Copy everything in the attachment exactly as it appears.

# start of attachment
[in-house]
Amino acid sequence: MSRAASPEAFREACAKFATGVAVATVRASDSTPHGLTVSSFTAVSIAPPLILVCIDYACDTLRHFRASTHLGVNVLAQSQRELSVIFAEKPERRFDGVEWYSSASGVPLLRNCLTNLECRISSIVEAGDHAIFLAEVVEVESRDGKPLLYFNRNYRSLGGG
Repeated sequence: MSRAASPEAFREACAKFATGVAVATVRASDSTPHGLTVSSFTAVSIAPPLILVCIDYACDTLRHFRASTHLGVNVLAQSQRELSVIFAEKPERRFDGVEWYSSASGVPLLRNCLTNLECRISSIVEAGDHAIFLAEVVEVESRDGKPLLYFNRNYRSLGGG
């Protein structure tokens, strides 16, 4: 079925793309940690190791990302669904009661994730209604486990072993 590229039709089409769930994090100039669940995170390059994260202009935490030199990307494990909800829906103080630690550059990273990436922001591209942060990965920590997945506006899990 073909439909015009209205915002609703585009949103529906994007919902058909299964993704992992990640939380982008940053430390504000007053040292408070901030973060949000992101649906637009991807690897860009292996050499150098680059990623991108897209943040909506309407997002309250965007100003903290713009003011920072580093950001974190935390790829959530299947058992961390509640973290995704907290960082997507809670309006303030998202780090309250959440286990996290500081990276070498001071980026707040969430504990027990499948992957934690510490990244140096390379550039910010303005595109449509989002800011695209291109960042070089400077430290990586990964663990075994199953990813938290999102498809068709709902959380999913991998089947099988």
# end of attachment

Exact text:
[in-house]
Amino acid sequence: MSRAASPEAFREACAKFATGVAVATVRASDSTPHGLTVSSFTAVSIAPPLILVCIDYACDTLRHFRASTHLGVNVLAQSQRELSVIFAEKPERRFDGVEWYSSASGVPLLRNCLTNLECRISSIVEAGDHAIFLAEVVEVESRDGKPLLYFNRNYRSLGGG
Repeated sequence: MSRAASPEAFREACAKFATGVAVATVRASDSTPHGLTVSSFTAVSIAPPLILVCIDYACDTLRHFRASTHLGVNVLAQSQRELSVIFAEKPERRFDGVEWYSSASGVPLLRNCLTNLECRISSIVEAGDHAIFLAEVVEVESRDGKPLLYFNRNYRSLGGG
């Protein structure tokens, strides 16, 4: 079925793309940690190791990302669904009661994730209604486990072993 590229039709089409769930994090100039669940995170390059994260202009935490030199990307494990909800829906103080630690550059990273990436922001591209942060990965920590997945506006899990 073909439909015009209205915002609703585009949103529906994007919902058909299964993704992992990640939380982008940053430390504000007053040292408070901030973060949000992101649906637009991807690897860009292996050499150098680059990623991108897209943040909506309407997002309250965007100003903290713009003011920072580093950001974190935390790829959530299947058992961390509640973290995704907290960082997507809670309006303030998202780090309250959440286990996290500081990276070498001071980026707040969430504990027990499948992957934690510490990244140096390379550039910010303005595109449509989002800011695209291109960042070089400077430290990586990964663990075994199953990813938290999102498809068709709902959380999913991998089947099988």